Fifty-six percent of 700 responding agencies said the economy is a factor in an increase in domestic conflict, up from 40 percent of agencies in a similar survey in 2010, results of a review by the Police Executive Research Forum indicated.
In Camden, N.J., for example, police responded to 9,100 domestic incidents in 2011, up from 7,500 calls in 2010.
Camden Police Chief Scott Thomson said it was "impossible" to disconnect the economy from the domestic violence reported in the city where unemployment is 19 percent, USA Today reported Monday.
"When stresses in the home increase because of unemployment and other hardships, domestic violence increases," Thomson said. "We see it on the street."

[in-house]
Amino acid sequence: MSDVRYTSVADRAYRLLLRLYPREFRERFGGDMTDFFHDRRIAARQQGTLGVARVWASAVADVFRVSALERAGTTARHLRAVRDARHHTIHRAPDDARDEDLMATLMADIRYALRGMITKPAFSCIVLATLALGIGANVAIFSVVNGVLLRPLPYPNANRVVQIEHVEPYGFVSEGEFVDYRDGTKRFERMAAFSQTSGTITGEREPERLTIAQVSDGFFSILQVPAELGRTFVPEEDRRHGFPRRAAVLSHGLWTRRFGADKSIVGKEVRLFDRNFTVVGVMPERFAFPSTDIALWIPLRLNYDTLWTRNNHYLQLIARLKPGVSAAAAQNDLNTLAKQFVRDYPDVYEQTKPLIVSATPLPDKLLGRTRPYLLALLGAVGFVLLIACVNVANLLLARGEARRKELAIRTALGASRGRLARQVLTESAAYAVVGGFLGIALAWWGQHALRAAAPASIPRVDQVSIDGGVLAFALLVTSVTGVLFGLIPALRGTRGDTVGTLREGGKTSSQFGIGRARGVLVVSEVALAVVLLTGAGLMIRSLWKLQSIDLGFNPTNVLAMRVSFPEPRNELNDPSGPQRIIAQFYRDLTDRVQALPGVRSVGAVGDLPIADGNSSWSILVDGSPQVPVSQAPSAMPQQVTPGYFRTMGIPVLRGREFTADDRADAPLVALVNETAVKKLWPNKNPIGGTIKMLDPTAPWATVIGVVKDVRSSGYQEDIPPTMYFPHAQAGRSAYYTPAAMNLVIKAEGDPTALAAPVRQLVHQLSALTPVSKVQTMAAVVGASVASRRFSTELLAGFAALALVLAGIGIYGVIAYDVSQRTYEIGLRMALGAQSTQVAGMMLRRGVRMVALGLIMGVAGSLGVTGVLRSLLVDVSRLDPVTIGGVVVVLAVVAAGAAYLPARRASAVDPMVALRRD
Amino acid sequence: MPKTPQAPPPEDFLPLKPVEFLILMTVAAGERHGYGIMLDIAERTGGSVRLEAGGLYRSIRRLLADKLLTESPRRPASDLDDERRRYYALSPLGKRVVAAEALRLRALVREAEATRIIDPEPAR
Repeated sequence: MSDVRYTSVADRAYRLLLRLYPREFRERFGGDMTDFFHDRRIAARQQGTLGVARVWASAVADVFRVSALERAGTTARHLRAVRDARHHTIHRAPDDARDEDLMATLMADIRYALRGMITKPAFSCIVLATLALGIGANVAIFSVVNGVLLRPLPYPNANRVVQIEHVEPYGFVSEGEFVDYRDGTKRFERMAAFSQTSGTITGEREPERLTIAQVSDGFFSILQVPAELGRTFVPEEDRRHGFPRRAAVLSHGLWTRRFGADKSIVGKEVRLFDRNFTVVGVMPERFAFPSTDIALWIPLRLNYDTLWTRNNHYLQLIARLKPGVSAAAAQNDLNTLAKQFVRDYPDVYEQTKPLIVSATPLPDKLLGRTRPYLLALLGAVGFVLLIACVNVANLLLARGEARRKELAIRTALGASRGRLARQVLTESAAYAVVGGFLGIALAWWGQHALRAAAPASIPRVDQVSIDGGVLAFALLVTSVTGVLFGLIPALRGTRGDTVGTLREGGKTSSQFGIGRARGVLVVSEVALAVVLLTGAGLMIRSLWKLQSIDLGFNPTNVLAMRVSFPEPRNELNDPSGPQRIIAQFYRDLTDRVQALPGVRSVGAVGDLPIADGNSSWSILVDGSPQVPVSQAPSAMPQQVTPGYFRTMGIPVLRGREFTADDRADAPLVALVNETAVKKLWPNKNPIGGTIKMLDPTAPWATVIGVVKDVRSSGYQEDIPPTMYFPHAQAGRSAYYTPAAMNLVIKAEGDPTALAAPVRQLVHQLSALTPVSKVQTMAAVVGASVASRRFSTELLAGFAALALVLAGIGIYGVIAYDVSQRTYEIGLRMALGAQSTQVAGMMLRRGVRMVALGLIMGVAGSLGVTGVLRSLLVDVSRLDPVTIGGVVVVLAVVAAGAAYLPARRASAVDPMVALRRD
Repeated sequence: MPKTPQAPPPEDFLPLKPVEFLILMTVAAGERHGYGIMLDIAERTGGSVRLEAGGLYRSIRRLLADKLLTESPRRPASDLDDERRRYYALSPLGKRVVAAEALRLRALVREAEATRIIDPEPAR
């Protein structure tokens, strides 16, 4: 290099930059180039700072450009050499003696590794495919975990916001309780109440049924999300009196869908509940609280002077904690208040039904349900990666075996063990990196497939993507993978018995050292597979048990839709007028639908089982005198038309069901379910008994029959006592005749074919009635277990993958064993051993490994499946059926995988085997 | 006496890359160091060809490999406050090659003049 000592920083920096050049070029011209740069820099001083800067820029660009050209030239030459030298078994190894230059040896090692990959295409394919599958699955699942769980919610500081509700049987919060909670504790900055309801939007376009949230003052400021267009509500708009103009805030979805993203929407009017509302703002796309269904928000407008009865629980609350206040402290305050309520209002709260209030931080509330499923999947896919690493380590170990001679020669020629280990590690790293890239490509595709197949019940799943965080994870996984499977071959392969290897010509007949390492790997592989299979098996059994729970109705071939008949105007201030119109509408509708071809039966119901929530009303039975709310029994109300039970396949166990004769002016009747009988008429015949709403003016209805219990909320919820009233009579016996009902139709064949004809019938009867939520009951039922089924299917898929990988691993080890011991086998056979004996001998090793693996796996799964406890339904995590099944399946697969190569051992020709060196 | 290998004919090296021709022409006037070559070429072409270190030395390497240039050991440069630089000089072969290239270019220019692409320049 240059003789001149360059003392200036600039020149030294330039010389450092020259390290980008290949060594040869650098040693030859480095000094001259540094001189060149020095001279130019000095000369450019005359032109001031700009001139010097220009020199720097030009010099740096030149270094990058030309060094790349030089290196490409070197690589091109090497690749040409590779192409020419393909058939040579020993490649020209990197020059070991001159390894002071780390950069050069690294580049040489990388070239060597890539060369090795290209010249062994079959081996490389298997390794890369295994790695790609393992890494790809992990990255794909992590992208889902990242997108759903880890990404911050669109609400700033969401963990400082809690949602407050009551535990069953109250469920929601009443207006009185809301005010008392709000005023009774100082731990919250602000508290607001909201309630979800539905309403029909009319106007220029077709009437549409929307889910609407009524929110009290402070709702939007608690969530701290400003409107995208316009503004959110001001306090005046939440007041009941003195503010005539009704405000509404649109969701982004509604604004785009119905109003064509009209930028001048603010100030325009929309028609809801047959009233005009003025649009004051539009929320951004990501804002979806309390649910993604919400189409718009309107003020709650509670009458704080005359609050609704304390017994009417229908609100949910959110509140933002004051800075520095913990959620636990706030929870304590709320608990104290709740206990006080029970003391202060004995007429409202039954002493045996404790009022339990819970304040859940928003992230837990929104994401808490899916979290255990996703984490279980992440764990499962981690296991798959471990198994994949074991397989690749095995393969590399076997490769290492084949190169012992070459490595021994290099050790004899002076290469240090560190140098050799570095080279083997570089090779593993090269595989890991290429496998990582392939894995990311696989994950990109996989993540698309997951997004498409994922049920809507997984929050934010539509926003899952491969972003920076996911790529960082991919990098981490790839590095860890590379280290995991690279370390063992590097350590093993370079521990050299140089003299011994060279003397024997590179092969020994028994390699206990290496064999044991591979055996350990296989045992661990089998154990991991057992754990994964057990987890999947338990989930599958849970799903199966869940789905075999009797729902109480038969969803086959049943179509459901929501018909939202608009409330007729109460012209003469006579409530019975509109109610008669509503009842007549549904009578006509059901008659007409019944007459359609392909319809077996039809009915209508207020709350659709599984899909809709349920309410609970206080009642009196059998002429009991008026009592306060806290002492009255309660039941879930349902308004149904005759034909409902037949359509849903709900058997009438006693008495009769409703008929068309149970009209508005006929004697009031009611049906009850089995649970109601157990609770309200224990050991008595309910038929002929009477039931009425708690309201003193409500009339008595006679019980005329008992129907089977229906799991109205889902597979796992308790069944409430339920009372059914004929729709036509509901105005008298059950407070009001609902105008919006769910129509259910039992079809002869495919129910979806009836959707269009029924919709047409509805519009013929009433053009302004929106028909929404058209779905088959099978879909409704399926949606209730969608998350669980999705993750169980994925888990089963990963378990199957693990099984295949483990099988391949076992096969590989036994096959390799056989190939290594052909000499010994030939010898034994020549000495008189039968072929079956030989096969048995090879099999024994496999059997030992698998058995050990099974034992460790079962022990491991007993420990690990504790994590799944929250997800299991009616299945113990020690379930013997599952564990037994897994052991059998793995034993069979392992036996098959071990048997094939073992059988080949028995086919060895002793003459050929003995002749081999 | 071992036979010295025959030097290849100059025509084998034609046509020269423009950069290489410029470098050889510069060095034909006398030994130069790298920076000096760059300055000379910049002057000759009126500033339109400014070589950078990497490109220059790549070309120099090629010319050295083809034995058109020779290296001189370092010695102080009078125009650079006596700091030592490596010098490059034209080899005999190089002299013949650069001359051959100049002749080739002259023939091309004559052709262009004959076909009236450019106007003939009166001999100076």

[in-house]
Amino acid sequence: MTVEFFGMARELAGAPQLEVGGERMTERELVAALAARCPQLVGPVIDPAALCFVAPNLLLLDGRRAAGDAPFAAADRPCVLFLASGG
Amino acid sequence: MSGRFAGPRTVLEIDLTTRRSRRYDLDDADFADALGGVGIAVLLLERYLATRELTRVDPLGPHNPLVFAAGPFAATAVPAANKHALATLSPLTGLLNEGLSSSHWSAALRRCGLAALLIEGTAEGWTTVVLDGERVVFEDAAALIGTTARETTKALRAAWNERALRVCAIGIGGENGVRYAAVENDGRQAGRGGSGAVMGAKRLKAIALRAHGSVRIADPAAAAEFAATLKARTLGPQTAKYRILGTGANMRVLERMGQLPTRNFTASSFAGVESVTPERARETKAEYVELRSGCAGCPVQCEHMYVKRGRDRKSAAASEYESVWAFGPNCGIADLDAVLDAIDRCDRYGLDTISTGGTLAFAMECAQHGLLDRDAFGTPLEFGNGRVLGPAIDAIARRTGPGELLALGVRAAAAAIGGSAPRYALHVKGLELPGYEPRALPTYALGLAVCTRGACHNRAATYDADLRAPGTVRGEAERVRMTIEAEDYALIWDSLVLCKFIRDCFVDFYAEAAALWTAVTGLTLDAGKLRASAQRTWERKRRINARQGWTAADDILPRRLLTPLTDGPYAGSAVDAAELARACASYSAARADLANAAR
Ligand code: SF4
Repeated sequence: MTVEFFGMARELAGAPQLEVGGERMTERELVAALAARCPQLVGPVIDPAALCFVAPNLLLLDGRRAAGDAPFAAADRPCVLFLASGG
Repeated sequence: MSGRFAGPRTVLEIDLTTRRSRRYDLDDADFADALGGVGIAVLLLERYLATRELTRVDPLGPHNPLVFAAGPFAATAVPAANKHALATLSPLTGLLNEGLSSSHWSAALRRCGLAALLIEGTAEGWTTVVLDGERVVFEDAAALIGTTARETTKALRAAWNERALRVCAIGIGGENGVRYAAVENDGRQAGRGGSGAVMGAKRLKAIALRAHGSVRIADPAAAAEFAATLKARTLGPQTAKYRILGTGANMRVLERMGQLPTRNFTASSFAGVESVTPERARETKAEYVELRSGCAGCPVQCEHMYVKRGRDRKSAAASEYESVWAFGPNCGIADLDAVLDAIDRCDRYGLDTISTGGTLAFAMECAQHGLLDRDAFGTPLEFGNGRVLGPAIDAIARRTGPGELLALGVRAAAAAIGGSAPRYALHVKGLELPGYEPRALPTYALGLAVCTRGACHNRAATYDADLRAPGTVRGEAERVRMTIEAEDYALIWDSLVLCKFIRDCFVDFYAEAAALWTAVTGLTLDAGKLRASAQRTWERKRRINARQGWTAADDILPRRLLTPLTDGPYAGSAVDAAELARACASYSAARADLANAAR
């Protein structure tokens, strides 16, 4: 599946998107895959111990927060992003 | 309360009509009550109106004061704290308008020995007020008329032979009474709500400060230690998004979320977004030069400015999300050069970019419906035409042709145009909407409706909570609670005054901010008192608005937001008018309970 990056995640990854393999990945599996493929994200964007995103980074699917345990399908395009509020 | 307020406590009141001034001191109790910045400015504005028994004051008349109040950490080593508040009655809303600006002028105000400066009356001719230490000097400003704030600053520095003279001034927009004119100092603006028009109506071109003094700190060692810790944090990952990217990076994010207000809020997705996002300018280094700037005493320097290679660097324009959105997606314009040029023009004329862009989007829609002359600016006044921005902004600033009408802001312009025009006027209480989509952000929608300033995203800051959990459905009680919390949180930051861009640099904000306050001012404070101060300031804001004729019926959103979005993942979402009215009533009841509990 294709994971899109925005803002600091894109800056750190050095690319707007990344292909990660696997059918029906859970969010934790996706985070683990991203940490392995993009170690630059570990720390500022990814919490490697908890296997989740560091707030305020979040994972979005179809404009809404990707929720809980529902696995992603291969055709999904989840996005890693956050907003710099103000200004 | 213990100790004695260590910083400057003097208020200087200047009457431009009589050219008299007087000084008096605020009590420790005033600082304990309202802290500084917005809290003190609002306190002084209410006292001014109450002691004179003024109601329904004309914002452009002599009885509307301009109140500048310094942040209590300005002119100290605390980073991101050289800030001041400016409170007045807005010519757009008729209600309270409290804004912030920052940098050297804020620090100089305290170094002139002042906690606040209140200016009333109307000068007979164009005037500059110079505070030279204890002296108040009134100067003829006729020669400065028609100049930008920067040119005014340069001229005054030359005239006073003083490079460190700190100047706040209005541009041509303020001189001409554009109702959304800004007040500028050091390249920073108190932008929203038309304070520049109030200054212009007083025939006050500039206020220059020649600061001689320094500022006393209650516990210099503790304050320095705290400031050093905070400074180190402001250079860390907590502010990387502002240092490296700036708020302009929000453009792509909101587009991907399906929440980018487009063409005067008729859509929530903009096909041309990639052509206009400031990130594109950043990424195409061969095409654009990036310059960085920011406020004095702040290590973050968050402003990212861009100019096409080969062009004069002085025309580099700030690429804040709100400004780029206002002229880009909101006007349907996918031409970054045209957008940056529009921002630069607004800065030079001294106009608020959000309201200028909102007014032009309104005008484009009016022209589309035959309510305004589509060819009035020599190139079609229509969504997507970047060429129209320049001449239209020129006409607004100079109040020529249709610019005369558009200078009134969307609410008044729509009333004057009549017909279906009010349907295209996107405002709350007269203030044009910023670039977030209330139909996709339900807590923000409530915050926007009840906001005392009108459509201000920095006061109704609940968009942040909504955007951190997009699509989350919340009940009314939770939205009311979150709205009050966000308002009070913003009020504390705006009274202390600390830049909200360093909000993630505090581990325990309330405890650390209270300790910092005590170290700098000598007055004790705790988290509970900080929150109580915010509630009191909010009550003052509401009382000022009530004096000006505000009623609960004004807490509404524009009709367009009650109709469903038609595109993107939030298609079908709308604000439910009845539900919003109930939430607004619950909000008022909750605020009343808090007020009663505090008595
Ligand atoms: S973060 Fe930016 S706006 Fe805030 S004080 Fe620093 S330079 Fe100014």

In Eugene, Ore., Police Chief Pete Kerns told USA Today increases in assaults coincided with the timing of the financial crisis and the slow recovery. In 2011, aggravated assaults rose to 234 from 188 in 2010 and there were 1,552 simple assaults, up from1,440 in 2010.
Chuck Wexler, executive director for the Washington-based law enforcement think tank, said police have expressed concern about the increased domestic violence-related calls for at least two years.
"You are dealing with households in which people have lost jobs or are in fear of losing their jobs," Wexler said. "That is an added stress that can push people to the breaking point."
Statistical information about the survey was unavailable.
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